And if I'm going to write these things, I want to write them as myself, on my own platform, with words that I own. I've written personal essays for sites anonymously -- and had them butchered by editors to make my tone more friendly, to remove the entire POINT of the essay, or to help the site itself save face. (I know, I know; I shouldn't be so outraged that they edited the "me" out of the personal essays. That's the point of anonymity.)

I also like this blog a lot and want to keep it is now. I review things here and sometimes post serious things like this but generally have a good time. There's no pressure. I enjoy it. I would not like for it to become the Serious Thing with the Serious Tone and Serious Pieces which I have to monitor via Patreon. 

To conclude this long, late-night-early-morning ramble, I'm interested to hear your opinions, people who read my blog! :) Have you had any experience with Patreon? Would you be interested in reading on the topic(s) or in the writing form(s) which I described? Any other thoughts? Is it awkward to publish pieces publicly that are directly inspired by people in your life who might read them (and recognize themselves)?


  1. First, thanks for the mention.

    More to the point, I say you have to at least give this a try. That's not trivializing the effort it would take, but from what you've said here, it's an effort worth taking. The worst that could happen would be that it doesn't feel good emotionally, and you stop doing it. But if it does feel good emotionally, is it not worth it?

    As for people in your life potentially recognizing themselves or their situations in your writing, that may not be avoidable. Obviously you can't go around putting someone's full name and address on something, but a writer cannot wholly avoid responding in words to what their life has been. If the people, but not the general public can recognize their thumbprint on something, it is still, in a way, not totally their business if you feel the need to express something in writing.

    As for the platform itself, I admit I have never heard of it until you mentioned it here.

    1. You're welcome!

      Yeah, Patreon (patron + eon) essentially lets people subscribe to you (or make one-time payments) if they like your stuff.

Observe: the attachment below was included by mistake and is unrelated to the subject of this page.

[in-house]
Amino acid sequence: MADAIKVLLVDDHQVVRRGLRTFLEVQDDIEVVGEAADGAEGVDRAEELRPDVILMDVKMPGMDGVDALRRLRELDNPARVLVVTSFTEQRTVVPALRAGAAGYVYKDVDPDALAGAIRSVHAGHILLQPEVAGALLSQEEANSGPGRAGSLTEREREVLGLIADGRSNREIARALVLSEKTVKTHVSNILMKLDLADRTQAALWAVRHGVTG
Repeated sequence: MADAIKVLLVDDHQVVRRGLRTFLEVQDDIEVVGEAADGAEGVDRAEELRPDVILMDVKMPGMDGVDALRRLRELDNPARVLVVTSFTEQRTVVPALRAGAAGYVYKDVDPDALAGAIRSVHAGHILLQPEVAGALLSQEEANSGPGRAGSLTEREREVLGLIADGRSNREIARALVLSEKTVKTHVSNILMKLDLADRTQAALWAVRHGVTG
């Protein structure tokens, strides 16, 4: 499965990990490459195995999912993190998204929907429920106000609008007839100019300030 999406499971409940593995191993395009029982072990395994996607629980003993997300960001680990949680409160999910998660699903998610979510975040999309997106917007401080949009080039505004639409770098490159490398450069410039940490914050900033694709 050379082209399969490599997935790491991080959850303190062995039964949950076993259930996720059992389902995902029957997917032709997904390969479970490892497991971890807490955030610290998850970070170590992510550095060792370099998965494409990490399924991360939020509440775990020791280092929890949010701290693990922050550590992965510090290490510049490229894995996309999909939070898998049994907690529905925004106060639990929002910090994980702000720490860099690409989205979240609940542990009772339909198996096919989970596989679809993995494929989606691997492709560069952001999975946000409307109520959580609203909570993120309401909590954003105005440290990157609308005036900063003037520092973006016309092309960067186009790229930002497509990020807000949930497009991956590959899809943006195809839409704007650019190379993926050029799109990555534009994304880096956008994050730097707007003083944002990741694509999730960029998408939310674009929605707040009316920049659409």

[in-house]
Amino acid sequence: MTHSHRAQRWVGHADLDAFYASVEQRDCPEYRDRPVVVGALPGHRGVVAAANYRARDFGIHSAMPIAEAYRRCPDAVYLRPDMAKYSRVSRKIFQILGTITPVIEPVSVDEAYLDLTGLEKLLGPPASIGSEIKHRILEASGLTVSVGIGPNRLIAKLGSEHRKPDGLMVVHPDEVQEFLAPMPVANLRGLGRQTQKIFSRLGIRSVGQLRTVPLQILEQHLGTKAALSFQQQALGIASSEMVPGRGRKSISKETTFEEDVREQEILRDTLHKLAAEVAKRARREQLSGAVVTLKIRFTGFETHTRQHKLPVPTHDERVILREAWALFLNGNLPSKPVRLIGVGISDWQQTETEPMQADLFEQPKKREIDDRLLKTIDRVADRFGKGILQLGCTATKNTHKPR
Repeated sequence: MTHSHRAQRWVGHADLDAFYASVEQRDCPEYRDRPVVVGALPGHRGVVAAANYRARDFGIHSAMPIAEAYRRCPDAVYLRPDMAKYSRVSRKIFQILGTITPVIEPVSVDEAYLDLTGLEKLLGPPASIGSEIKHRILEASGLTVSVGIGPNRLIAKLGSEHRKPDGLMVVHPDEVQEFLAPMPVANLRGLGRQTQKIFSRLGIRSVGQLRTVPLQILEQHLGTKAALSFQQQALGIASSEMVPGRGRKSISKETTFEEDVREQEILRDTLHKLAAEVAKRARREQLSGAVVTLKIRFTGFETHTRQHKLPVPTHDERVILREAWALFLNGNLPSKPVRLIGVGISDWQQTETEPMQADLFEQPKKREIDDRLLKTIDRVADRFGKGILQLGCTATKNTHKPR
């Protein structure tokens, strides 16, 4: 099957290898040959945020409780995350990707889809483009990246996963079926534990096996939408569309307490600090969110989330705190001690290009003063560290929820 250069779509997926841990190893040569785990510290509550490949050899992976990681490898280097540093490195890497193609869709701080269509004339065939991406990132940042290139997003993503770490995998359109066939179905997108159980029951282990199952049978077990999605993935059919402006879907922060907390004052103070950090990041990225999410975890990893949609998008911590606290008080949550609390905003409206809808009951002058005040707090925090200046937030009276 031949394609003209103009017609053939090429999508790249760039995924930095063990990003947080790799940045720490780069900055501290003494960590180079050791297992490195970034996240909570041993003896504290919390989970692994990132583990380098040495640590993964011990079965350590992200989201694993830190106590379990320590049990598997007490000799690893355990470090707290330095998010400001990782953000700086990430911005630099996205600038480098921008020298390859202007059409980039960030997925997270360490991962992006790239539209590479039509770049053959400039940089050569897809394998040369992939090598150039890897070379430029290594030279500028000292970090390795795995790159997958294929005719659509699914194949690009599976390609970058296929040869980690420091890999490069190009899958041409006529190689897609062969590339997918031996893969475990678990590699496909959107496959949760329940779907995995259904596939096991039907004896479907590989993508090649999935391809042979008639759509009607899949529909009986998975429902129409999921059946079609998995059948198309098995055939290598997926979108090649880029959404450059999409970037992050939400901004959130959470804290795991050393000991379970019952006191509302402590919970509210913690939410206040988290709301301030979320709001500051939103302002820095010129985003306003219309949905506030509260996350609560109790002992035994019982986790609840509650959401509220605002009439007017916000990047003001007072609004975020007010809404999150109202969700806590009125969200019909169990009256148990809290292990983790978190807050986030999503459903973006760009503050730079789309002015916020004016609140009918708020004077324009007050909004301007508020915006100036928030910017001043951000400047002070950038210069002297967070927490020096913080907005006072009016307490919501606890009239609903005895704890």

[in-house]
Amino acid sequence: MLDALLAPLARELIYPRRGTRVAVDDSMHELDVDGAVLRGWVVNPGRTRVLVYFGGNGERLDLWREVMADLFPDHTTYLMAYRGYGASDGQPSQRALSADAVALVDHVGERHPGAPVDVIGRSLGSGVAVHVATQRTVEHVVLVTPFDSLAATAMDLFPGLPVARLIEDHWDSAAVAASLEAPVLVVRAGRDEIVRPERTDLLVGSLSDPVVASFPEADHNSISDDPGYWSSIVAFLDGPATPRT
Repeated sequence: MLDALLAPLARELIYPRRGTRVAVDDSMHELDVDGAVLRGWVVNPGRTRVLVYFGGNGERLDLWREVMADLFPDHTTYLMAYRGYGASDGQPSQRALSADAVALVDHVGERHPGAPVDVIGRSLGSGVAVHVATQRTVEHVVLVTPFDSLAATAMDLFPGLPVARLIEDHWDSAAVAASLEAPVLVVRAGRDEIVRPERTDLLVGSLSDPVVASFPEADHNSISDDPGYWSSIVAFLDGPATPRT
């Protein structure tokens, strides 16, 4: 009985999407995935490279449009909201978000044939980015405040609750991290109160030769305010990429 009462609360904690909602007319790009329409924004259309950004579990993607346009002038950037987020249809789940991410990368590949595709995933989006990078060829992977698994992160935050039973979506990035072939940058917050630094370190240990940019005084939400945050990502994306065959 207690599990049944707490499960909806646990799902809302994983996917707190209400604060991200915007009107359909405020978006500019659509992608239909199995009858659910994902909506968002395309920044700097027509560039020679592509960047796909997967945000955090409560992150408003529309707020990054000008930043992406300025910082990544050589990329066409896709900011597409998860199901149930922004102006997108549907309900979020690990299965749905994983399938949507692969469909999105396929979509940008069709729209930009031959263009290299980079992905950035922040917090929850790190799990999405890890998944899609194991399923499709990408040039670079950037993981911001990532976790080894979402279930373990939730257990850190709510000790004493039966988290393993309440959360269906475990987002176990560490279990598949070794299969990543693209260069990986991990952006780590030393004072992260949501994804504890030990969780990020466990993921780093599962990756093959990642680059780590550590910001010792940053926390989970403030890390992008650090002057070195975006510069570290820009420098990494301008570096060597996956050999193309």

I think the worst thing that could happen is not that I would be harmed emotionally or mentally, but that I could lose friends or lose assistance from my family if they find out what I'm writing and don't like it or morally object to it for whatever reason. (I.e. if I wrote about, idk, experiences growing up or on a topic that they didn't consider appropriate.) So, I'm weighing the pros and cons and risk vs. benefit. All this is pretty hypothetical, so it may seem silly to worry about what could theoretically go wrong or what benefits I might theoretically get out of this (remember the Etsy store that never happened! haha) but I think that you're right -- it's important to start planning in earnest even if it doesn't go somewhere. Sometime. When I have both the brain energy and the free time.

  2. I've known two people to go with Patreon, one of which discontinued using the service because she wasn't getting patrons (I might have been her only patron) and another who is still using it, but only has a handful of patrons. Seeing that both of these people have many connections in different communities, I've taken their experience to mean that it's very hard to get patrons.

    I don't want to discourage you from trying it out. In fact, if you do, I wish you a huge amount of success.

    I will admit that I'm not a very serious person (I identify as a squirrel, if that's any indication), so I tend not to gravitate in the direction of seriousness with my reading. Poetry has never spoken to me, mostly because I think I'm too literal and all around ISTJ with my personality. But I like supporting, encouraging, and helping people, and I have the means to do it, so I will probably pitch in if you do join. :)

    1. Thanks for your take on it!

      I've read that generally, Patreon itself doesn't do a lot to help people who browse its site discover new people and projects. It's a flaw which has been pointed out by some people who've been using it from the beginning. It also apparently works better for people with visual content like videos and comics. But, hey, like you said, it's always something to look into. I'm wary because I don't have anything super niche that would appeal to a dedicated fan base, and, a bit like a squirrel, I get distracted easily and don't really trust myself to self-promote. Also I would definitely attempt to separate any new platform between serious vs. less serious/heavy writing topics.

      Thanks for your input. :)